What want wants

The past tense of “one” is want

– as in a person or identity.

But also the tense past of won.

As though want could have won the prize,

but now want only wants in an indefinite space of continuous past tense.

 

Because surely want is what want doesn’t have.

And when want is in its continuous state of eternal past,

there is very little want can do with wantself,

always plagued by some possible chance overlooked.

No more than with desire, sure. But still, it’s consuming.

 

Not that want necessarily feels it all that often in this world so geared towards consumption:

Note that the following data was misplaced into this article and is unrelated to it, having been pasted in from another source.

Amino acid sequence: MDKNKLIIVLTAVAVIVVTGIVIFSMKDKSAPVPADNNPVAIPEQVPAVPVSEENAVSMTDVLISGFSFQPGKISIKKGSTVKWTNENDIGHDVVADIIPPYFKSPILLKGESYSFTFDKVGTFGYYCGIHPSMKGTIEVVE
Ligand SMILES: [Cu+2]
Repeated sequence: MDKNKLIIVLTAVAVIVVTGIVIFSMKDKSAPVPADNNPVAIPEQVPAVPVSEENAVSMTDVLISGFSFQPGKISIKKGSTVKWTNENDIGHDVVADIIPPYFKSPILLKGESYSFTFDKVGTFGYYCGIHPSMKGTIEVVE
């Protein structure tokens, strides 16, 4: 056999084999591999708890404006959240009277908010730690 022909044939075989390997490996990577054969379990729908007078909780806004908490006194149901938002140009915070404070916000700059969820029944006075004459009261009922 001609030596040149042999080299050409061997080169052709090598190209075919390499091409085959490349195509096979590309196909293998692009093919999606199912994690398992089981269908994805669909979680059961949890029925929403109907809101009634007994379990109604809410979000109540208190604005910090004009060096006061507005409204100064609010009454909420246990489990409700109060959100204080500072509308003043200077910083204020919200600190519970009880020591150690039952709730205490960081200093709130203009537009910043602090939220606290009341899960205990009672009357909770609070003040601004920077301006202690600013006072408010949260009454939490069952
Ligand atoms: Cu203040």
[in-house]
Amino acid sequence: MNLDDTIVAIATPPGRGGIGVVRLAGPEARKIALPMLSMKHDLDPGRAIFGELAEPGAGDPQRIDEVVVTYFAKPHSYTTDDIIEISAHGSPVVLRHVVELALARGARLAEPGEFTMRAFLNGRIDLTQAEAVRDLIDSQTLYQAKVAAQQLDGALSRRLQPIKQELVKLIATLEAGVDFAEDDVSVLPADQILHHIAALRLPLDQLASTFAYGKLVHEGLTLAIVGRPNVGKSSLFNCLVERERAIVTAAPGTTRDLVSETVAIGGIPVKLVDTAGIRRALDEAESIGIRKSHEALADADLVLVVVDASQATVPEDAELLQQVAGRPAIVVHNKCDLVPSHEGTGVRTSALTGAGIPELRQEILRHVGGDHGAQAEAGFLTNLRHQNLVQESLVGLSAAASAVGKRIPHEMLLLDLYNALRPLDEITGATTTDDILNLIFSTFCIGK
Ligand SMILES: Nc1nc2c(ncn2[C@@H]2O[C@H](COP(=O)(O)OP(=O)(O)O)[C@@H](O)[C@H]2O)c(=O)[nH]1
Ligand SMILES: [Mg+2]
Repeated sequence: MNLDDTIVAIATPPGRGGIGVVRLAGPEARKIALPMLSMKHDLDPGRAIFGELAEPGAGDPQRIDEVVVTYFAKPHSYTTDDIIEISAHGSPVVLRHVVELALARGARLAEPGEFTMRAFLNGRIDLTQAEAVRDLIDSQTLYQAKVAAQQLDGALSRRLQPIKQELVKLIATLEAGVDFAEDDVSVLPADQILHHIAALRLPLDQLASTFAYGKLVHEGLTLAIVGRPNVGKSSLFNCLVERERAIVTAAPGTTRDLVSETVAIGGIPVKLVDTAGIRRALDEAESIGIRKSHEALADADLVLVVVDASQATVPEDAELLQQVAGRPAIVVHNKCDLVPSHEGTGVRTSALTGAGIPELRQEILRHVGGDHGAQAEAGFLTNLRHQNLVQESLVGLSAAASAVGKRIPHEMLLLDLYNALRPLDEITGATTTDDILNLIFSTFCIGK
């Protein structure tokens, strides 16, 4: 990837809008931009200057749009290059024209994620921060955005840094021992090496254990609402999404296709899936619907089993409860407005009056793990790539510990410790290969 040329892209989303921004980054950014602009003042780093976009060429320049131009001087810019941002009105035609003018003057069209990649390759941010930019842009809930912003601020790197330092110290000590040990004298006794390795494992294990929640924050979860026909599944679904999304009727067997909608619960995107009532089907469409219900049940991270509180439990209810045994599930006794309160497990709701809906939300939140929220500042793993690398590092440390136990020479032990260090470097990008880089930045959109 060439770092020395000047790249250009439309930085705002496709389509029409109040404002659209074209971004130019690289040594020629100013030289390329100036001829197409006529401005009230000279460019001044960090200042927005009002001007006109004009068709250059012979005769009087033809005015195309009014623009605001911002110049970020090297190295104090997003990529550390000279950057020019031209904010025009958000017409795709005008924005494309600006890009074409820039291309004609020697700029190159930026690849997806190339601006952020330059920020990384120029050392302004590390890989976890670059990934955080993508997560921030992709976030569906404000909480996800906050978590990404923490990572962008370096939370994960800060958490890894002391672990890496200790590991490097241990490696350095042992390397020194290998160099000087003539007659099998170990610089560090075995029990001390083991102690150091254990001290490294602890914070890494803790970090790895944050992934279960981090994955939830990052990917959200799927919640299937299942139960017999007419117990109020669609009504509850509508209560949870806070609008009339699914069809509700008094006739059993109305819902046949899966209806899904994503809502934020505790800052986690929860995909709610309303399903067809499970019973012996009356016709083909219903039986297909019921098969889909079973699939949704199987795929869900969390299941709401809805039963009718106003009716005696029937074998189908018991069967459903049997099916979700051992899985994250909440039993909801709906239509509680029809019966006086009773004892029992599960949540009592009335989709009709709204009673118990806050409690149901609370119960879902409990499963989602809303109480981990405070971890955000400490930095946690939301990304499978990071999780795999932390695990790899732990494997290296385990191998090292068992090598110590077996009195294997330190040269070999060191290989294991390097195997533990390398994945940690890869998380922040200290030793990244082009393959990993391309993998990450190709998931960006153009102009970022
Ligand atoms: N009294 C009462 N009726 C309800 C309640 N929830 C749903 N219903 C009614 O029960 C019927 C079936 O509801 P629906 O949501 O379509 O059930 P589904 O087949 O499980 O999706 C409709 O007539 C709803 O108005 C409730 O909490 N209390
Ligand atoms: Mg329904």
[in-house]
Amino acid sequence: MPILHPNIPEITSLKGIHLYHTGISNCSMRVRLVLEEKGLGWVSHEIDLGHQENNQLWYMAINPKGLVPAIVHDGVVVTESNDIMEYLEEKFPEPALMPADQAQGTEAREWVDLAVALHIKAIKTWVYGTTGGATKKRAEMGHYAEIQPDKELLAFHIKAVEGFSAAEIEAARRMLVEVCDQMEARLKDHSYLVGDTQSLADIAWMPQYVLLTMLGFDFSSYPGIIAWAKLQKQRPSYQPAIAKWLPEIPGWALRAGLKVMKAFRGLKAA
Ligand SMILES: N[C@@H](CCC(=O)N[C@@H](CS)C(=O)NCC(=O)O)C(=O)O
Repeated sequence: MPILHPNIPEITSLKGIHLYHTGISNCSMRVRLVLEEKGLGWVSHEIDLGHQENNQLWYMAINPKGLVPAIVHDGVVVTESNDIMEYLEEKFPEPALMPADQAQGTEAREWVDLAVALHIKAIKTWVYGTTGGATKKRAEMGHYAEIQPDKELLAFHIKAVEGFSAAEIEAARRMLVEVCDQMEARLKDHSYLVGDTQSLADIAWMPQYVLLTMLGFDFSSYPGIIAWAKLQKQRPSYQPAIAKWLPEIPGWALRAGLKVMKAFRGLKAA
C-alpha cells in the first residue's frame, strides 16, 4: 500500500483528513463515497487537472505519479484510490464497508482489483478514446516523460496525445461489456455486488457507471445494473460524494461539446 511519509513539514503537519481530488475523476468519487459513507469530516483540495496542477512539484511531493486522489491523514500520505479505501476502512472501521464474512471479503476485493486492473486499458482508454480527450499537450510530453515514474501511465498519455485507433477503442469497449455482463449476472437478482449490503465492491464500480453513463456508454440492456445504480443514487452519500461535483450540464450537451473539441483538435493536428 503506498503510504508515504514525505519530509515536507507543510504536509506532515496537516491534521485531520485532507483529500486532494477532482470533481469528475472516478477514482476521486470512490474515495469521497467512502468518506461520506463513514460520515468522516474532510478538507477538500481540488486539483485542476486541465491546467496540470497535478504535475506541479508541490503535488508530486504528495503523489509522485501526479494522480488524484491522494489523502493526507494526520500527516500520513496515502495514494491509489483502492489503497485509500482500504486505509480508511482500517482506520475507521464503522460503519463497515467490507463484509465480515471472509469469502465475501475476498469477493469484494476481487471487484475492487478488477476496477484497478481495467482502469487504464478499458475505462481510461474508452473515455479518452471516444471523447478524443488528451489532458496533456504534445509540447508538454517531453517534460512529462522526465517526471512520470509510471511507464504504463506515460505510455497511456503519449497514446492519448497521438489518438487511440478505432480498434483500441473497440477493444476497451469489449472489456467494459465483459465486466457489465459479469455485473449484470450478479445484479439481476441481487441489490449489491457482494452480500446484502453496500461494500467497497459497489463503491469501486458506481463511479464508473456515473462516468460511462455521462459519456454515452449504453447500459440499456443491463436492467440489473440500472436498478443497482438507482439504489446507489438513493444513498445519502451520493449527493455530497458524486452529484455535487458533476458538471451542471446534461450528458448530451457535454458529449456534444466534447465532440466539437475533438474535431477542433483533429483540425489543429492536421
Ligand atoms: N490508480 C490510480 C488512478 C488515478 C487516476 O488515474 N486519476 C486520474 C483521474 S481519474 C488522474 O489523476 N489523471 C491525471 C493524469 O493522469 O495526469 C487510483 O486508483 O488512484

want barely has time to want, before want is pre-empted and saited.

So if want asks wantself “what do I want?” there’s hardly an answer

in this moment, right now, clinched by the cerebral faculty of I.

 

And if want pauses before want answers,

like watching a clock

(which want is inadvertently doing, ticking off the seconds with words),

want becomes infinite and neutralised:

As though, really, ipods and cellphones and silk dresses and KFC can all go to hell.

 

Because the infinite want can never be depleted by such infinitesimal chips.

Because want is not object-specific in itself,

it only becomes phenomenal when Ogilvy or Hunt or Saatchi get involved.

 

What want does require is some last grain of hope in possibility.

Because otherwise “I want” becomes only “I won’t” –

and that exists quite finitely in the future.

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